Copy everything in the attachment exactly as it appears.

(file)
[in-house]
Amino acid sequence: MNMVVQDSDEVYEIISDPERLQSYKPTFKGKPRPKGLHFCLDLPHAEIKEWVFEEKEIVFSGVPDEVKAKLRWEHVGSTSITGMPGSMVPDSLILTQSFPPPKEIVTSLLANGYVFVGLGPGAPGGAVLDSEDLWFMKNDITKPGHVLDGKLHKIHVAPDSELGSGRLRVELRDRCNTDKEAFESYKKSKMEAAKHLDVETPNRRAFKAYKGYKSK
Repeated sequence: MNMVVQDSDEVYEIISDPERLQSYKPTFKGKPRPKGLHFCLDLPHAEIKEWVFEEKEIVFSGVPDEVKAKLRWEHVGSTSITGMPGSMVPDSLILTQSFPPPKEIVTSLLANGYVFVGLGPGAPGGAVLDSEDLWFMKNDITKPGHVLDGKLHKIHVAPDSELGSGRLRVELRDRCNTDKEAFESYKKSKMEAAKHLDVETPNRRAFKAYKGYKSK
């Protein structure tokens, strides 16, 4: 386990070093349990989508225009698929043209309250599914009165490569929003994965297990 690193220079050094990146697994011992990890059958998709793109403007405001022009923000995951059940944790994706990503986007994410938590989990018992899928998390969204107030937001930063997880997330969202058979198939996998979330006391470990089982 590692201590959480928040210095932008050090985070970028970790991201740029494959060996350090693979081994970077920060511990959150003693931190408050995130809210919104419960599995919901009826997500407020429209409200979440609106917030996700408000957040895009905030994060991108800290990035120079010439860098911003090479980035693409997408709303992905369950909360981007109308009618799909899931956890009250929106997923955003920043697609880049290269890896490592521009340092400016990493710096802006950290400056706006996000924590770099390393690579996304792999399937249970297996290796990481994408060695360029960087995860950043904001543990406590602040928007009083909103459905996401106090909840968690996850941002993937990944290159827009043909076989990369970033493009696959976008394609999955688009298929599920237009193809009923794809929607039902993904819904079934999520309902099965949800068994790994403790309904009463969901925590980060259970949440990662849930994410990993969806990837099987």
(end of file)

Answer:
[in-house]
Amino acid sequence: MNMVVQDSDEVYEIISDPERLQSYKPTFKGKPRPKGLHFCLDLPHAEIKEWVFEEKEIVFSGVPDEVKAKLRWEHVGSTSITGMPGSMVPDSLILTQSFPPPKEIVTSLLANGYVFVGLGPGAPGGAVLDSEDLWFMKNDITKPGHVLDGKLHKIHVAPDSELGSGRLRVELRDRCNTDKEAFESYKKSKMEAAKHLDVETPNRRAFKAYKGYKSK
Repeated sequence: MNMVVQDSDEVYEIISDPERLQSYKPTFKGKPRPKGLHFCLDLPHAEIKEWVFEEKEIVFSGVPDEVKAKLRWEHVGSTSITGMPGSMVPDSLILTQSFPPPKEIVTSLLANGYVFVGLGPGAPGGAVLDSEDLWFMKNDITKPGHVLDGKLHKIHVAPDSELGSGRLRVELRDRCNTDKEAFESYKKSKMEAAKHLDVETPNRRAFKAYKGYKSK
């Protein structure tokens, strides 16, 4: 386990070093349990989508225009698929043209309250599914009165490569929003994965297990 690193220079050094990146697994011992990890059958998709793109403007405001022009923000995951059940944790994706990503986007994410938590989990018992899928998390969204107030937001930063997880997330969202058979198939996998979330006391470990089982 590692201590959480928040210095932008050090985070970028970790991201740029494959060996350090693979081994970077920060511990959150003693931190408050995130809210919104419960599995919901009826997500407020429209409200979440609106917030996700408000957040895009905030994060991108800290990035120079010439860098911003090479980035693409997408709303992905369950909360981007109308009618799909899931956890009250929106997923955003920043697609880049290269890896490592521009340092400016990493710096802006950290400056706006996000924590770099390393690579996304792999399937249970297996290796990481994408060695360029960087995860950043904001543990406590602040928007009083909103459905996401106090909840968690996850941002993937990944290159827009043909076989990369970033493009696959976008394609999955688009298929599920237009193809009923794809929607039902993904819904079934999520309902099965949800068994790994403790309904009463969901925590980060259970949440990662849930994410990993969806990837099987």